This chapter considers the question of Muslim women’s involvement in politics within a framework drawing on a critical feminist standpoint which places this population centre-stage and gives voice to their thinking and actions in order to produce knowledge which will impact their lives positively; Margaret Archer’s social realist approach to agency and structure where her concept of emergence and emergent properties is instrumental in analysing Muslim women’s social and political action and Alain Touraine’s sociological intervention (SI) methodology which allows respondents to contribute to interpretation(s) of their own situation and acknowledges the subjective involvement of the researcher(s). This chapter is organised on the basis of the key reference spheres to which the women relate, identifying these three major spheres which constitute the theatre of their action as majority society, the ethnic group, the Muslim group, all of them being traversed by contradictions within and between them.
Danièle Joly, Khursheed Wadia

Chapter 3. Muslims and Women in Britain and France

Abstract
This chapter delineates the societal and institutional context surrounding the participation of women from Muslim communities. Two aspects influence their action in the public domain: that of Islam and Muslims and their relation with majority society women’s movements and politics. First, the evolution of policies and conceptualisation of Muslim populations in their interaction with majority societies are examined, broadly in the context of British multiculturalism and of French laïcité. Islam and ‘Muslim’ emerged as a primary identification in the 1990s, in Britain with the War on Terror; in France through controversies about women’s Islamic dress. Second, this chapter considers the relationship between Muslim women and mainstream British and French women’s movements, exploring to what extent the issues they raise are integrated within women’s movement politics and feminist demands made of the state to improve women’s lives and how this relationship influences their political and civic action.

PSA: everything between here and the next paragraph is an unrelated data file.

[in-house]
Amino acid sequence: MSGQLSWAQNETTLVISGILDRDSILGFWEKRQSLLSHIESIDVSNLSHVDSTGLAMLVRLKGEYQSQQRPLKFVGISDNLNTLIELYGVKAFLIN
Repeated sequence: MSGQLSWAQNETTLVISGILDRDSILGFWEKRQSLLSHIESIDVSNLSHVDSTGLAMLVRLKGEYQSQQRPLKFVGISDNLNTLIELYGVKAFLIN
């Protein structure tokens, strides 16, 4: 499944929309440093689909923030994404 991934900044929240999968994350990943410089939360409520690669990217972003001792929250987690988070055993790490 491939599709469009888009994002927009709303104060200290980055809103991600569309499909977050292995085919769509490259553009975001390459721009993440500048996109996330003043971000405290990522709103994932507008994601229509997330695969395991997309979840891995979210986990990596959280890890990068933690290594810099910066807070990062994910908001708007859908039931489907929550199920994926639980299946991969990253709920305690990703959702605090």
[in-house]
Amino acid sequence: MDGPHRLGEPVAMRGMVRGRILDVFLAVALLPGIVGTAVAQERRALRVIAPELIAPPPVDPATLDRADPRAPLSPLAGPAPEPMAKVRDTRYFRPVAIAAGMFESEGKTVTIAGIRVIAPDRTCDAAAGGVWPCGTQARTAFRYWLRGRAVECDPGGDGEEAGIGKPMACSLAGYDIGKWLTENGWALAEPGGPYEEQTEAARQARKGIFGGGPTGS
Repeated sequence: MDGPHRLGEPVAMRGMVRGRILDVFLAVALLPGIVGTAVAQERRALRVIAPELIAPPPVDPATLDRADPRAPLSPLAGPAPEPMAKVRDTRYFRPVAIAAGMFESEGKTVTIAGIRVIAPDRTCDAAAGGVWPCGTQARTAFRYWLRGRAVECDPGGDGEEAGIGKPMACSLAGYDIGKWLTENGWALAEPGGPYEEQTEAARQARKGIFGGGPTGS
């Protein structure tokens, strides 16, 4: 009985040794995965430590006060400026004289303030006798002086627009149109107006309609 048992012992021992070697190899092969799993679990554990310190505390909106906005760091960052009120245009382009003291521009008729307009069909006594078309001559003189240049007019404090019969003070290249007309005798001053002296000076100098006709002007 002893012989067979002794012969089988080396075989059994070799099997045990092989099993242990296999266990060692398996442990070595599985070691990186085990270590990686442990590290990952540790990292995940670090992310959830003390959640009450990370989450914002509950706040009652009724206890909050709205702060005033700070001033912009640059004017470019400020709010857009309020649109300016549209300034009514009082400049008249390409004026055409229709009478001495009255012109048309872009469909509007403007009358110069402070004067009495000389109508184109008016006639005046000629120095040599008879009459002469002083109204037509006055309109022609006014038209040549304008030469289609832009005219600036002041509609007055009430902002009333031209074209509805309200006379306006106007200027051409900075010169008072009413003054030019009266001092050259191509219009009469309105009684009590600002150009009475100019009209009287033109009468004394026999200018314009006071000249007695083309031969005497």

Danièle Joly, Khursheed Wadia

Chapter 4. Migrations, Demographics and Socio-Economic Profiles

Abstract
This chapter examines the main post-1945 migrations from Muslim-majority countries, especially former colonies, to Britain and France as types of migratory flows (labour, family reunification or refugee) prefigure the demographic and socio-economic characteristics of communities which settle and evolve in any country. Focusing on women, it gives an account of the demographic features of Muslim populations in both countries and presents a socio-economic profile which includes their position in employment and education. It traces the emergence of ethnicity and religion as census categories in the UK which allow the gathering of demographic and social data by ethnicity and religion and contrasts this with France where collection of such data is proscribed on the grounds that attributing a particular identity to citizens (and non-citizens) runs counter to French republican universalist principles. This explains why the data is more complete in the British case.
Danièle Joly, Khursheed Wadia

Muslim Women, Politics and Action

Frontmatter

Chapter 5. Politics and Activisms

Abstract